I was so excited recently as I had a rare opportunity to get out and paint plein air. Not only that but I had in mind a view that I’ve long admired. Furthermore I felt I was riding the crest of a watercolour wave that could see me overcome any challenge (except perhaps that of people, animals and city-scapes!). I was on location by 7.30am on a bright but chilly morning. I was brimming with anticipation and expectation.
Here’s the scene – not necessarily idyllic (and I’d first seen this view in winter, when it looked much less verdant) but I thought I could definitely do something with the silhouette of the fence and fallen tree.
I used my viewfinder to narrow down the view – only had chance to use this on a couple of occasions but it’s a really useful tool. Here’s a clearer sense of what I was focussing on:
I was completely unprepared for what happened next. I made a complete and utter hash of two attempts. I don’t just mean they weren’t very good. They were simply appalling. So much so, I can’t even bring myself to share them with you. With the benefit of hindsight, I think I can pinpoint why this happened, but I wasn’t at all prepared for quite how deflating an experience this was. It completely knocked the watercolour wind out of my sails.
So, here’s my autopsy. It’s probably not completely comprehensive but it’s more than enough for me to try to take on board for next time!
- I need to spend much more time examining a view before I start painting.
- Do a quick pencil study, just a really quick one to help get my eye in
- If there’s part of a view that I don’t know how to paint, or interpret, spend a little more time considering this. Don’t just dive in and hope that the paint will figure it out for me. It won’t.
- Accept my limitations. Painting plein air is totally different to the controlled environment of painting at home or in a studio. From shiveringly cold hands to taking an eternity for paper to dry – I need to learn to deal with it better.
- Be patient. If I’m not 100% certain that the paper’s dry enough for me to apply the next wash without any unwanted bleeding – wait a little longer. The waiting is far less painful and less frustrating than watching the unwanted bleed unfold wantonly before my eyes.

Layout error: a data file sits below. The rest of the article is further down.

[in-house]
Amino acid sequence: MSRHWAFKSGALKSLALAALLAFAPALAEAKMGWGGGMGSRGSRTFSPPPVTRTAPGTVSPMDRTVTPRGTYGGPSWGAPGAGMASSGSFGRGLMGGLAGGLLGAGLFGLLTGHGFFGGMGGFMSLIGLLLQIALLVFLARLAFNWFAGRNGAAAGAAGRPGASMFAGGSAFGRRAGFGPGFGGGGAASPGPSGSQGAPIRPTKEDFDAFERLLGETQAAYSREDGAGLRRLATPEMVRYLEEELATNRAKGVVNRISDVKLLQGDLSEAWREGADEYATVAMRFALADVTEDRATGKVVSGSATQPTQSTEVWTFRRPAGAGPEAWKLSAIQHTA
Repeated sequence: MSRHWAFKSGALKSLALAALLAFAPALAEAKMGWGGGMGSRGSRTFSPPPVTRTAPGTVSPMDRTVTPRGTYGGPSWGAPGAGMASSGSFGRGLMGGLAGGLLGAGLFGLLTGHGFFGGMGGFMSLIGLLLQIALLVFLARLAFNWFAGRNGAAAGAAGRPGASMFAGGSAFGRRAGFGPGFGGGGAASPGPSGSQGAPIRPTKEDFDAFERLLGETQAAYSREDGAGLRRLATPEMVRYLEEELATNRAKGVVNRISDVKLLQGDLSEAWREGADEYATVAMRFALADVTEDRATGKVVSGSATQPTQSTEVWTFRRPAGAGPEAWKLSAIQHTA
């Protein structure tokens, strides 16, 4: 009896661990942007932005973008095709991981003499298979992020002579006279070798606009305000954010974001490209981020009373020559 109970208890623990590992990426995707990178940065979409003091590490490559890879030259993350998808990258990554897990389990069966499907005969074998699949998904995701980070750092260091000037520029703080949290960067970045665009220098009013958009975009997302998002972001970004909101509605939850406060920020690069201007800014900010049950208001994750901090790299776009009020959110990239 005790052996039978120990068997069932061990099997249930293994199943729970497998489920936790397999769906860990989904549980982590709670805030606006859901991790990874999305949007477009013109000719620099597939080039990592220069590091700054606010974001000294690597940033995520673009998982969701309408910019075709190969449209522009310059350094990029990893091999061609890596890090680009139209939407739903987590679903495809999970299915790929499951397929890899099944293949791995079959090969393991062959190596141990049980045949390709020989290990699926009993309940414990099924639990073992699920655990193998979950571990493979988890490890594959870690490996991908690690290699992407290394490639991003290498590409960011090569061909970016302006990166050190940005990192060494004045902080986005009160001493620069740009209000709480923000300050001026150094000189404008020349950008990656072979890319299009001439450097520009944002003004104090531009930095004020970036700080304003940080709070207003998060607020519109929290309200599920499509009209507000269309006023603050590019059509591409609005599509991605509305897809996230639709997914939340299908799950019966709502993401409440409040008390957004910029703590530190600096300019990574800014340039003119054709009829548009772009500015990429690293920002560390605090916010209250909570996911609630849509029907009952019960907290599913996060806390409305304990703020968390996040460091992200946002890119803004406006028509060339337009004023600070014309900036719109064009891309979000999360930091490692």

- Have a sketchbook on hand, or another painting set up – basically anything that will allow me to make good use of my time in-between washes drying.
- Don’t let my enthusiasm and anticipation get the better of me.
Having had such a chastening experience, I subsequently sought comfort indoors with something a little more familiar and did a quick pencil sketch and a couple of paintings based on something from my Aubrey Phillip’s book. Nothing much that I want to say about these – which I this says quite enough about my view of them. I think they were an essential part of my rehabilitation following a bad experience – the doing was far more important that the result.
After a few days I began to feel a little better. Better enough to dip into my Edward Seago bible for inspiration – and to select his marvelous watercolour: ‘After Storm, St. Benet’s Abbey’ – a beautifully rich painting achieved with startling economy.
As I’m trying to do increasingly now, I started with a quickish sketch of the scene:
Followed by take one:
Then take two
I like aspects of both of these images however, overall, think that version two is the most ‘complete’ image. I missed out (accidentally/carelessly) the sail crossing the horizon line in my first effort and I think it’s really important. I do however like elements of the foreground. In the second version, the dark tower structure and treeline to the right are too dark/dense. I also can’t say that I’m completely convinced by the cows in either of them (the cows are supposedly the brown and white bits to the right of arch!).
Both of them are still ‘overworked’ compared to economy of the original but, after the painting week I’d had, I was pleased to end it with a couple of respectable efforts.